3. That’s so great that you have a writer’s fest near you. Despite my town having loads of published writers (several local colleges drawn them here), we don’t do much to celebrate writing.

    4. It is really cool! It’s the longest running festival to feature solely Canadian writers (37 years this summer) and they find a good mix of newer authors and more well known names.

  2. Yes I really want to read this book too, it’s been on the bestseller list for weeks now which is such great news, because you’re right in that we need to hear more voices like this, and I do hope this only helps lift up other writers who are marginalized.

    I know what you mean about being hesitant to comment or critique her writing, because it doesn’t feel like our place, especially when our white privilege is so glaringly obvious when reading books like this. However, I think we’re also doing a disservice by not voicing our opinions at all. I’m always a bit nervous to critique indigenous writers on my blog because I don’t want to put off people from reading their books, and I typically recommend them regardless, even if I disagree with some things, but engaging with their work as a piece of art is important to me. Despite that, it’s your blog, and it’s important for you to do what you feel comfortable with-there is room for everyone on this spectrum 🙂

    1. Has it really been on the bestseller list? That’s awesome! As you say, this type of book is not always found there.

      It’s a tough balance to find when it comes to critique. I found that my initial reaction was one of defence and so I needed to step back and think about why it made me feel defensive. I don’t think we can’t critique Indigenous writers, it’s more that she’s talking about such intensely personal experience and ones that I’ve never been through that I can’t add much to that conversation. It feels like when women try and talk about their experiences of sexual harassment and then men try and compare it to some other man hassling them at a bar. But I completely agree that we should be able to engage with the work as a piece of art and I think it’s important to do so in general. Thanks for the thoughtful comment!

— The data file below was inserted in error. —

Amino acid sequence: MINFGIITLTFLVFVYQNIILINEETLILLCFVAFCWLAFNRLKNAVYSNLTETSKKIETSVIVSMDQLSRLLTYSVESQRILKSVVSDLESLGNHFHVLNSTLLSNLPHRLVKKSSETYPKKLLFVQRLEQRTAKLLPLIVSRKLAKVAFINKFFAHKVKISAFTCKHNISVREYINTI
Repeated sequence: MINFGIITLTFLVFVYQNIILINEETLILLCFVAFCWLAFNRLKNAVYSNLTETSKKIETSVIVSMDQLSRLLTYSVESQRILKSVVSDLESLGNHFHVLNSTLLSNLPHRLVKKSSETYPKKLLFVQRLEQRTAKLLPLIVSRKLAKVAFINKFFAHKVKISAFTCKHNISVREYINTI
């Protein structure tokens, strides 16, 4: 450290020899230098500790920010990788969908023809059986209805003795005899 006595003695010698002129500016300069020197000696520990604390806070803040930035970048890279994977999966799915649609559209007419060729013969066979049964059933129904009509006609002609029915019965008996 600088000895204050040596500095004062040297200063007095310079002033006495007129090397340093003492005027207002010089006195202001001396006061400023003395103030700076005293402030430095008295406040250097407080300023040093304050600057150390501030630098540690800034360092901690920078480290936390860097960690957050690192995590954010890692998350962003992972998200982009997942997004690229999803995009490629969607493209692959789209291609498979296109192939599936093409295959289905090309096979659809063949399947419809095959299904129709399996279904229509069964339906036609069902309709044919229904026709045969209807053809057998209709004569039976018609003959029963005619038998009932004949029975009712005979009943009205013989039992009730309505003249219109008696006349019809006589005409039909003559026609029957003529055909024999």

2. Ah yes, I see what you mean. I’m the same way too when I read indigenous literature sometimes-I feel defensive at first, but then I have to take a step back and really think about why I feel defensive, and just that inner-dialogue is what I assume indigenous writers are aiming to inspire in us ‘colonizers’ when we read their work, which I really appreciate, and am thankful for.

  3. I read a similar review of this book just yesterday – both of you recommend the book but were hesitant to ‘review’ it. I’m glad you both decided to write about it. I definitely have it on my list!
    I also enjoyed reading the comments here!

    1. Oh, that’s interesting! I’m really looking forward to hearing her in person. There’s so much passion in her writing I’m curious as to what she’ll be like as a speaker.

    2. I hope to! I get to be at the festival as part of my job but sometimes that also means I don’t always catch all the events. But I also get to hang around even when I’m not working so that’s nice too!